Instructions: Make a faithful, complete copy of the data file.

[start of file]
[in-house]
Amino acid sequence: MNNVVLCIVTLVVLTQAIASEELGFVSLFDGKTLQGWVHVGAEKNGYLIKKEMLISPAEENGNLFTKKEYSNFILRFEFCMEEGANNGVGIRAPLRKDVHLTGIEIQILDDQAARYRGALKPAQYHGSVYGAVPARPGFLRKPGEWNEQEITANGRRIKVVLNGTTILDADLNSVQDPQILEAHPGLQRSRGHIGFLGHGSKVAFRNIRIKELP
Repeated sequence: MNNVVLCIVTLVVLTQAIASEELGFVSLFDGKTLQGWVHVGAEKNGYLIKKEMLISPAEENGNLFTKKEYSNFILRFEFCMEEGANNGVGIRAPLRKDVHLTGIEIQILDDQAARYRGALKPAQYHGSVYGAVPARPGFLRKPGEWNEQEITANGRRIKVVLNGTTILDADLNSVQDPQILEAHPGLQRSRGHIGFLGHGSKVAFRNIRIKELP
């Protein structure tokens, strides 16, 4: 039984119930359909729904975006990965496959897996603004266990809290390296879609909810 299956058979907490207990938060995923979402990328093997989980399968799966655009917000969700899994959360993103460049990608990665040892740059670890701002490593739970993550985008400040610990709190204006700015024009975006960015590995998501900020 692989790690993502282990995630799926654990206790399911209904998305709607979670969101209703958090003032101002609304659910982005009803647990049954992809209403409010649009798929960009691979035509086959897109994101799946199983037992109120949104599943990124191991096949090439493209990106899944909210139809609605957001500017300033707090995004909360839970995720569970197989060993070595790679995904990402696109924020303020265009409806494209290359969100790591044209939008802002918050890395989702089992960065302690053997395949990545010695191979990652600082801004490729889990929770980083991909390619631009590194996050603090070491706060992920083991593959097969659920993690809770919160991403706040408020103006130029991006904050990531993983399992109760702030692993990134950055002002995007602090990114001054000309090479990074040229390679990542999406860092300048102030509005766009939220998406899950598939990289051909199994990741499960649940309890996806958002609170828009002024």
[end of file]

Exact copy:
[in-house]
Amino acid sequence: MNNVVLCIVTLVVLTQAIASEELGFVSLFDGKTLQGWVHVGAEKNGYLIKKEMLISPAEENGNLFTKKEYSNFILRFEFCMEEGANNGVGIRAPLRKDVHLTGIEIQILDDQAARYRGALKPAQYHGSVYGAVPARPGFLRKPGEWNEQEITANGRRIKVVLNGTTILDADLNSVQDPQILEAHPGLQRSRGHIGFLGHGSKVAFRNIRIKELP
Repeated sequence: MNNVVLCIVTLVVLTQAIASEELGFVSLFDGKTLQGWVHVGAEKNGYLIKKEMLISPAEENGNLFTKKEYSNFILRFEFCMEEGANNGVGIRAPLRKDVHLTGIEIQILDDQAARYRGALKPAQYHGSVYGAVPARPGFLRKPGEWNEQEITANGRRIKVVLNGTTILDADLNSVQDPQILEAHPGLQRSRGHIGFLGHGSKVAFRNIRIKELP
């Protein structure tokens, strides 16, 4: 039984119930359909729904975006990965496959897996603004266990809290390296879609909810 299956058979907490207990938060995923979402990328093997989980399968799966655009917000969700899994959360993103460049990608990665040892740059670890701002490593739970993550985008400040610990709190204006700015024009975006960015590995998501900020 692989790690993502282990995630799926654990206790399911209904998305709607979670969101209703958090003032101002609304659910982005009803647990049954992809209403409010649009798929960009691979035509086959897109994101799946199983037992109120949104599943990124191991096949090439493209990106899944909210139809609605957001500017300033707090995004909360839970995720569970197989060993070595790679995904990402696109924020303020265009409806494209290359969100790591044209939008802002918050890395989702089992960065302690053997395949990545010695191979990652600082801004490729889990929770980083991909390619631009590194996050603090070491706060992920083991593959097969659920993690809770919160991403706040408020103006130029991006904050990531993983399992109760702030692993990134950055002002995007602090990114001054000309090479990074040229390679990542999406860092300048102030509005766009939220998406899950598939990289051909199994990741499960649940309890996806958002609170828009002024």